Headless CMS: Why It's Worth Considering
Make money the same way web developers did twenty years ago
4 min read
It was around 2003 when I discovered Dreamweaver, and it changed web development for me forever.
In 2005-2006 I successfully sold two websites based on the famous Joomla, a Content Management System (or CMS for short) written in PHP.
Having a CMS was essential in closing my first sales for one reason: business people could work on the content without my assistance.
However, there was another advantage to using a CMS from a development perspective: less code. More specifically, less code that you have to maintain. Solutions, such as Joomla, are maintained by its community, so you'll always have access to the latest and greatest version of the CMS with virtually no effort.
There's a security vulnerability in the core? It was fixed overnight by a guy named Andreas from Berlin, a talented developer with a passion for Joomla! Excellent!
So, after 20 years, guess what I'm experimenting with again? CMS system. Yup!
Why use a CMS?
I want to build a productized solution with my web development agency Innotek.
A CMS is at the heart of every company website and every solution that serves any kind of static content.
As mentioned earlier, the best thing about CMS systems is that they don't require as much assistance from developers as other solutions. I don't want to say they don't need any assistance at all. That's not entirely accurate, particularly in the beginning.
After delivering your solution to the client, their copywriter and marketing team can begin populating the site with content, requiring no further action from you.
This allows you to focus on other projects as the client populates their site with content while providing the client with confidence that they can operate without your constant support.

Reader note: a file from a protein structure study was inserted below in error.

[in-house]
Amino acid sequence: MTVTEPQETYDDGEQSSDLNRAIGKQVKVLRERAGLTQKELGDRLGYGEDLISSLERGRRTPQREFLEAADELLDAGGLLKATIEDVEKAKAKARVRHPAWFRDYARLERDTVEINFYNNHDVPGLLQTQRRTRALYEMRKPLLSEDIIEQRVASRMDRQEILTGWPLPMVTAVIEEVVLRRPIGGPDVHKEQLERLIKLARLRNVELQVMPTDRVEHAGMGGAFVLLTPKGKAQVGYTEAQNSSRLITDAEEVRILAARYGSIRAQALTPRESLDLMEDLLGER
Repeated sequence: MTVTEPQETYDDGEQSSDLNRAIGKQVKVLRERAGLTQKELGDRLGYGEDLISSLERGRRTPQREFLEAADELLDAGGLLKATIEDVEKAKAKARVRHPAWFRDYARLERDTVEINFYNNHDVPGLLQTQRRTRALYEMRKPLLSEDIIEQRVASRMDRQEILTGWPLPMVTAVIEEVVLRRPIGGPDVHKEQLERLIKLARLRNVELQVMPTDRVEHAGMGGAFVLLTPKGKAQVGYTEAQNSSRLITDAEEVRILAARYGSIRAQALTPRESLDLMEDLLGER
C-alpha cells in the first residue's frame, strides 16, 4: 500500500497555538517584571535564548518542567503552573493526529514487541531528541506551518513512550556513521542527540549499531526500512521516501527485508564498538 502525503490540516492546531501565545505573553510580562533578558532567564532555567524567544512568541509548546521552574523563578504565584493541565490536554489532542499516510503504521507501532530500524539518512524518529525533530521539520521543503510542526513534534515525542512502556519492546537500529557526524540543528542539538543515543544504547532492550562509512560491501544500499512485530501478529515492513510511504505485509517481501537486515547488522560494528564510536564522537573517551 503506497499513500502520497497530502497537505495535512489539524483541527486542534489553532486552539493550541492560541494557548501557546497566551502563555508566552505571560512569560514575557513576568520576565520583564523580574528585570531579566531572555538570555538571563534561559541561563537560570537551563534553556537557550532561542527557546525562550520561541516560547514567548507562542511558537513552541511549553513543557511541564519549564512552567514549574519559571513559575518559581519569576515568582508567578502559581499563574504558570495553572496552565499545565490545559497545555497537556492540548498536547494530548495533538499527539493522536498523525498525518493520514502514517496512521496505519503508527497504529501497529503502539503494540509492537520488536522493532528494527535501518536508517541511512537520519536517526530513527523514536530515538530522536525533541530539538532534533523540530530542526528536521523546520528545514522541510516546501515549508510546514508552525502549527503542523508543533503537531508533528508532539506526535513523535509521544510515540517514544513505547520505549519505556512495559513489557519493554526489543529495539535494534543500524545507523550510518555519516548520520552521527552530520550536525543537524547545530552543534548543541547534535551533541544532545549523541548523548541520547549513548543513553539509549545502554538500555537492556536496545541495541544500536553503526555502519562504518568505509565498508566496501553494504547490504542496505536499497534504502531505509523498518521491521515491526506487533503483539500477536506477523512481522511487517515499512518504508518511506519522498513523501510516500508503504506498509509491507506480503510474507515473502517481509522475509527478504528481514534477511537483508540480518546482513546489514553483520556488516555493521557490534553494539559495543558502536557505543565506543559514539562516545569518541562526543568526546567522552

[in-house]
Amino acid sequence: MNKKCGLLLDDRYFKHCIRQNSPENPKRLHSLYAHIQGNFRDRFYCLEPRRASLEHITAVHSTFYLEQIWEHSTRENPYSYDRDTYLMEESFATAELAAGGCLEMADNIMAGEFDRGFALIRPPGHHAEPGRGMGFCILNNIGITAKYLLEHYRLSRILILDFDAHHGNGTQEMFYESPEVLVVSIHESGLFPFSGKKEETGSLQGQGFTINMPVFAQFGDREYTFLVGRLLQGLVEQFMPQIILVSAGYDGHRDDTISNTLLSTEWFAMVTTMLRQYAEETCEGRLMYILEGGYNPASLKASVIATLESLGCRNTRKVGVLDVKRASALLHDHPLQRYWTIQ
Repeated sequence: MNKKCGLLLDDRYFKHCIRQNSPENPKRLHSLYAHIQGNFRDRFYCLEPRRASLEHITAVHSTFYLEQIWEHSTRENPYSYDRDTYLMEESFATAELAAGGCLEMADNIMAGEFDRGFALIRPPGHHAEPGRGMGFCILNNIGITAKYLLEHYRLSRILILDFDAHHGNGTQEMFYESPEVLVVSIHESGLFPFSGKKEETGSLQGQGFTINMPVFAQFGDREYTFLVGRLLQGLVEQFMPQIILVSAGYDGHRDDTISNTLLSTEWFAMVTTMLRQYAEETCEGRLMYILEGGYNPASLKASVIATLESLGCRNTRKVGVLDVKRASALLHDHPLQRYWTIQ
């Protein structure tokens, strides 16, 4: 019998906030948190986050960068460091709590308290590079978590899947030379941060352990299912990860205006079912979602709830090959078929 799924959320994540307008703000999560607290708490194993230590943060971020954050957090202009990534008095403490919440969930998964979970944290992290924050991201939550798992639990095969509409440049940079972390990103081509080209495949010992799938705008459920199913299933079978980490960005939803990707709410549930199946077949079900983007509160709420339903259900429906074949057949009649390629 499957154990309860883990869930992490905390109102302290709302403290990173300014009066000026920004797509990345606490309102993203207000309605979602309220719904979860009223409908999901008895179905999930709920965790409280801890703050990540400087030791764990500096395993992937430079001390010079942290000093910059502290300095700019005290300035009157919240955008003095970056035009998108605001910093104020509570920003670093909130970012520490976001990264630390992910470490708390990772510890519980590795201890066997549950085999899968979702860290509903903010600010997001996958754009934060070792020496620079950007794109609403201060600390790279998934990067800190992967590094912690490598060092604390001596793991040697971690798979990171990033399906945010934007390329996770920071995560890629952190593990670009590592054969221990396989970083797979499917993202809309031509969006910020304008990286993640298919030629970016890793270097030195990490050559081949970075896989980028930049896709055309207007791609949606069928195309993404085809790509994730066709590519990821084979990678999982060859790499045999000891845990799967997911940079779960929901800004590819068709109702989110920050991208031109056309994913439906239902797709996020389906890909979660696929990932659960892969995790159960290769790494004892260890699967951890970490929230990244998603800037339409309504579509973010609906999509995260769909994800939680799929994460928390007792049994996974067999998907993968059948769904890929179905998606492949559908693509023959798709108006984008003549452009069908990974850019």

There are different approaches to implementing CMS solutions. There are traditional CMS solutions (Joomla, WordPress), Decoupled, and Headless CMS solutions. To learn more about the differences between these three, check out this blog post: Headless CMS explained - an unbiased opinion.
I'm going to focus in this post on Headless CMS solutions because, in my opinion, today, it doesn't make much sense to go with the other two.
What is a Headless CMS
A Headless CMS is part of an architectural approach called JAMStack.
JAMStack has an unfortunate definition on their website that might sound good for business folks, but for us ordinary developers, it's a bunch of mumbo-jumbo.
When I first read it, I asked: so, they're basically like any other web app, right?
The key is in M, which stands for Markup.
The JAMStack philosophy is essentially about prerendering as much stuff as possible at build time and serving static pages to the client.
This results in, you've guessed correctly, incredibly fast page load times because you're essentially looking at static HTML/CSS.
Why not simply use site generators?
Can't we do the same thing with site generators already? Such as Jekyll, Hugo, or simply Next.js. You can. You're also not going to sell any of that stuff to business people.
My second client, who bought my Joomla site, was selling decorations for birthday parties.
When she asked how the pages can be updated when new ballons arrive, I simply showed her where she needs to click in Joomla admin. The WYSIWYG editor was basically like working with Microsoft Word, which she was familiar with.
If I had to tell her to update the site by first checking out the git repo on her machine and then updating balloons.tsx, I would have left the demo empty-handed.
Which Headless CMS Should You Choose?
I'm still experimenting but willing to invest more development time if it leads to a superior end-user experience for the client. After all, that's ultimately what we aim to provide.
If you're looking to sell such solutions to clients, the admin panel, permissions, the editor, and the content publishing flow are typically the key factors you'll base your decision on. If you want to read a detailed comparison between Strapi and Directus (I'm looking at these two at the moment), check out this blog post from Restack.
I'm writing a series on implementing a Headless CMS solution as the backbone of my agency's website.
The CMS I'm going to use will most probably be Strapi. They have a great community and also a partner program, lots of use cases, tutorials, and videos.
For the front end, I will use Next.js because Server Component will play perfectly with the data that will come from Strapi at build time, so we can build those blazing-fast static pages.
Give this post a Hike and Hit follow if you'd like to see how I build all this.
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